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John Bolton, A Chickenhawk Bully Who Reflects Trump Perfectly

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John Bolton, A Chickenhawk Bully Who Reflects Trump Perfectly


When Donald Trump mentioned the other day that he is “finally” assembling a cabinet and staff that please him, he was foreshadowing this week’s appointment of John Bolton — a dubious figure whose characteristics and history resemble nobody so much as Trump himself.

Those resemblances go well beyond the obvious, namely that Bolton is a dangerous crank whose monotone of belligerence could lead the United States toward actual hostilities against North Korea, Iran, or both, with unforeseeable consequences. In those crude policy positions he certainly fits well with the boorish aggression of his new boss. Their only difference is over the invasion and occupation of Iraq, a disastrous decision that Bolton, unlike Trump, continues to praise — presumably because he advanced the lies that made it possible.

Bolton is an anti-Muslim extremist and conspiracy theorist who fervently supported Trump’s unlawful “ban” on Muslim immigration, and he was a longtime aide to the late Senator Jesse Helms, an unapologetic North Carolina “white nationalist.”Beyond ideology and prejudice, however, Bolton and Trump appear much alike in their ugly, harshly overbearing style. When George W. Bush named him as U.S. ambassador to the United Nations — a nomination twice rejected by the Senate — one top State Department official described him as someone who “kissed up and kicked down.” Carl W. Ford, who had served as chief of the department’s Bureau of Intelligence and Research, testified: “I’ve never seen anybody quite like Bolton … I don’t have a second, third or fourth in terms of the way that he abuses his power and authority with little people.”

Like Trump, Bolton is a tough-talking draft-dodger. While Trump cited “bone spurs” in one of his feet as a reason to avoid the Vietnam draft, Bolton — a Goldwater conservative — dodged service in the war he vocally endorsed by joining the Maryland National Guard.  “I confess I had no desire to die in a Southeast Asian rice paddy,” he said in 1995. “I considered the war in Vietnam already lost.” Now this pair of chickenhawks may well send other young men and women to their deaths in war.

Although Bolton isn’t known to have pursued porn stars, he appears to share some of Trump’s misogynist proclivities. Melody Townsel, a State Department contractor who had worked for USAID, testified during his confirmation hearings in 2005 about the horrific treatment she had suffered at the hands of Bolton after she criticized a company that he represented as a private lawyer. The firm had performed shoddy work for the government, which she duly reported. In retaliation, a screaming Bolton smeared her reputation, spread false rumors that she was a lesbian, and even threw objects at her in a Moscow hotel corridor.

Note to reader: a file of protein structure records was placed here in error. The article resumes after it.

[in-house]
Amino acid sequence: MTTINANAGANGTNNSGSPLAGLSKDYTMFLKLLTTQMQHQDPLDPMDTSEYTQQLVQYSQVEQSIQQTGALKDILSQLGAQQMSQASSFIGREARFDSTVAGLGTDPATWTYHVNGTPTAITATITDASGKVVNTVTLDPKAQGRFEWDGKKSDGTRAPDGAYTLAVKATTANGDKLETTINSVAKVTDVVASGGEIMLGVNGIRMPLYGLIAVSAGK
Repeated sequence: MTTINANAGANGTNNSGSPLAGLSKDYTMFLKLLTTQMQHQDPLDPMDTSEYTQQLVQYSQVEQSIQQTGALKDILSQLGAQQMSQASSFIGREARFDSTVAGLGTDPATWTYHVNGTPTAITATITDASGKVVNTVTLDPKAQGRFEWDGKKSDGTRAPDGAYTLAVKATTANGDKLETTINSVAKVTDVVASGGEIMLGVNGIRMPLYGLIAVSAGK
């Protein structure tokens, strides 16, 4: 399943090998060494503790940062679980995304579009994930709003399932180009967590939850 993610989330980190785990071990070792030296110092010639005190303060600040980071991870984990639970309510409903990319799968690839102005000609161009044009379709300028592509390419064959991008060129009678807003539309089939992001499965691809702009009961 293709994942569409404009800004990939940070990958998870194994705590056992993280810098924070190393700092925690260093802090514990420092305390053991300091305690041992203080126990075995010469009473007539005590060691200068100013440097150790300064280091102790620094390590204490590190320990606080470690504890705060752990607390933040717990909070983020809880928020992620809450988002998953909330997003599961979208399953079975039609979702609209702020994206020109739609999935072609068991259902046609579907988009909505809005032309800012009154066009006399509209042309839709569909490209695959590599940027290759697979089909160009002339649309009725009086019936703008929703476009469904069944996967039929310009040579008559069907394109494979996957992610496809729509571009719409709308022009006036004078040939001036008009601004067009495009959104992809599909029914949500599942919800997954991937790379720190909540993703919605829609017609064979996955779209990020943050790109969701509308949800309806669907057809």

Townsel told the Senate Foreign Relations Committee that Bolton had lurked outside her hotel room, banging on the door and ranting at her in a continuing outburst that lasted two weeks in 1994. She said that Bolton had behaved “like a madman,” and that when she attempted to return to her job, she learned that he had preceded her to spread false rumors that she was “under investigation for misuse of funds and likely was facing jail time,” while making “unconscionable comments about my weight, my wardrobe, and…my sexuality, hinting that I was a lesbian (for the record, I’m not).”

In short, Bolton is precisely the kind of bully that Trump finds attractive and admirable. And suddenly, with his appointment, the White House is an even darker place.







Joe Conason

A highly experienced journalist, author and editor, Joe Conason is the editor-in-chief of The National Memo, founded in July 2011. He was formerly the executive editor of the New York Observer, where he wrote a popular political column for many years. His columns are distributed by Creators Syndicate and his reporting and writing have appeared in many publications around the world, including the New York Times, the Washington Post, The New Yorker, The New Republic, The Nation, and Harpers.

Since November 2006, he has served as editor of The Investigative Fund, a nonprofit journalism center, where he has assigned and edited dozens of award-winning articles and broadcasts. He is also the author of two New York Times bestselling books, The Hunting of the President (St. Martins Press, 2000) and Big Lies: The Right-Wing Propaganda Machine and How It Distorts the Truth (St. Martins Press, 2003).

Currently he is working on a new book about former President Bill Clinton's life and work since leaving the White House in 2001. He is a frequent guest on radio and television, including MSNBC's Morning Joe, and lives in New York City with his wife and two children.

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